We invite abstracts on all aspects of grammatical iterativity, including, but not restricted to the following questions:
- How to resolve the tension between formal and descriptive iterativity?
We are especially interested in contributions on phenomena which are intuitively iterative, but might be better captured in a non-iterative way (as by parallel constraint evaluation, see e.g. Walker 2014), and conversely in iterative formalizations of data which are not prima-facie cases of iterativity (see Müller 2019 on affix order).
- Why are comparable processes iterative in one language/grammar, but non-iterative in another? Are there iterativity parameters (as for phonological rules in Archangeli & Pulleyblank 1994, or are iterative and non-iterative processes substantially different from each other (as has been claimed for vowel harmony vs. metaphony, see e.g. Kaplan 2008)?
- Processing and Computation: How is the iterativity of specific processes related to their complexity in human language processing and their computational complexity? (see e.g. McMullin & Chandlee 2018, Keine to appear)
- How does iterativity of single processes relate to more global grammatical iterativity? A case in point are grammatical formalisms where sets of procedures apply iteratively, as in Harmonic Serialism (McCarthy 2010, Müller 2019) or Stratal OT (Kiparsky 2015).
Abstracts should be maximally two pages, including data, references, and diagrams, in at least 11-point font, with one-inch (2,54 cm) margins. Submissions must be anonymous and are limited to 2 per author, at least one of which is co-authored. Only electronic submissions in pdf format will be accepted. Send your abstract via email to jtrommer [æt] uni-leipzig.de by October 15, 2019, 23:59 MET.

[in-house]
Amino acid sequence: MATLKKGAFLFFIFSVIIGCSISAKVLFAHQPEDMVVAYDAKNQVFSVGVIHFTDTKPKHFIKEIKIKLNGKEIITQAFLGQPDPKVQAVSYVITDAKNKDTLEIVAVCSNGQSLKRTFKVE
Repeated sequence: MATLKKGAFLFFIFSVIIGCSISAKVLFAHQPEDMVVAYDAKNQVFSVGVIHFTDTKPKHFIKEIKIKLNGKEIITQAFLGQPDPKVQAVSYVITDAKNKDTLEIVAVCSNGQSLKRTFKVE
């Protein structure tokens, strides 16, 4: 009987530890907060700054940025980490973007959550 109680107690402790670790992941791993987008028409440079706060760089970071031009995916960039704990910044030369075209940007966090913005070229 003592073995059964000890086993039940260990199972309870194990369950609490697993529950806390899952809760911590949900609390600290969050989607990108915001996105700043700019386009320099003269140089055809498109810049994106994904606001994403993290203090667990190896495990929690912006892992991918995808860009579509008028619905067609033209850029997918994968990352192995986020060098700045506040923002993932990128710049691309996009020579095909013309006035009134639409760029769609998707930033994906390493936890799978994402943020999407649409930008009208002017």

Archangeli, D. & Pulleyblank, D. (1994) Grounded Phonology. Cambridge MA: MIT Press.
Bennett, W. (2015) The Phonology of Consonants: Harmony, Dissimilation and Correspondence. Cambridge University Press.
Béjar, S. & Rezac, M. (2009) Cyclic Agree. Linguistic Inquiry 40(1):35-73.
Chen, M. (2004) Tone Sandhi Patterns across Chinese dialects. Cambridge University Press.
Chomsky, N. (1977) On Wh-Movement. In: P. Culicover, T. Wasow, and A. Akmajian (eds.) Formal Syntax. New York, Academic Press.
Dresher, B. E. & Nevins, A. (2017) Conditions on Iterative Rounding Harmony in Oroqen. Transactions of the Philological Society 115(3):365-394.
Georgi, D. (2017) Patterns of Movement Reflexes as the Result of the Order of Merge and Agree. Linguistic Inquiry 48(4):585–626.
Gibson, E. & T. Warren. (2004). Reading-Time Evidence for Intermediate Linguistic Structure in Long-Distance Dependencies. Syntax 7:55–78.
Kaplan, A. F. (2008) Noniterativity is an Emergent Property of Grammar. PhD thesis, UC Santa Cruz.
Kimper, W. (2012) Harmony Is Myopic: Reply To Walker 2010. Linguistic Inquiry 43(2):301-309.
Kiparsky, P. (2015) Stratal OT: A Synopsis and FAQ’s. In: Yuchau E. Hsiao and Lian-Hee Wee (ed.) Capturing Phonological Shades. Cambridge, Cambridge Scholars Publishing 2-44.
Keine, Stefan (to appear): Locality Domains in Syntax: Evidence from Sentence Processing. Syntax.
McCarthy, J. (2010) An Introduction to Harmonic Serialism. Language and Linguistics Compass 4(10):1001--1018.
Kushnir, Y. (2018) Lithuanian Pitch Accent. PhD thesis, Universität Leipzig.
Müller, G. (2019) Inflectional Morphology in Harmonic Serialism, Ms. Universität Leipzig.
Rose, S. & Walker, R. (2004) A Typology of Consonant Agreement as Correspondence. Language 80:475-531.
Smolensky, P. & Goldrick, M. (2016) Gradient Symbolic Representations in Grammar: The case of French Liaison. ROA 1286.
van Urk, C. & Richards N. (2015) Two Components of Long-Distance Extraction: Successive Cyclicity in Dinka. Linguistic Inquiry 46:113-155.
Vaux, B. (2008) Why the Phonological Component must be Serial and Rule-Based. In: B. Vaux & A. Nevins (eds.) Rules, Constraints and Phonological Phenomena. Oxford University Press, 20-61.
Walker, R. (2014) Nonlocal Trigger-Target Relations. Linguistic Inquiry 45(3):501-523.
Deadline for Abstracts: October 15, 2019
Notification of Acceptance: November 1, 2019
Workshop: December 2+3 2019
Institut für Linguistik
jtrommer [æt] uni-leipzig.de
Jochen Trommers Homepage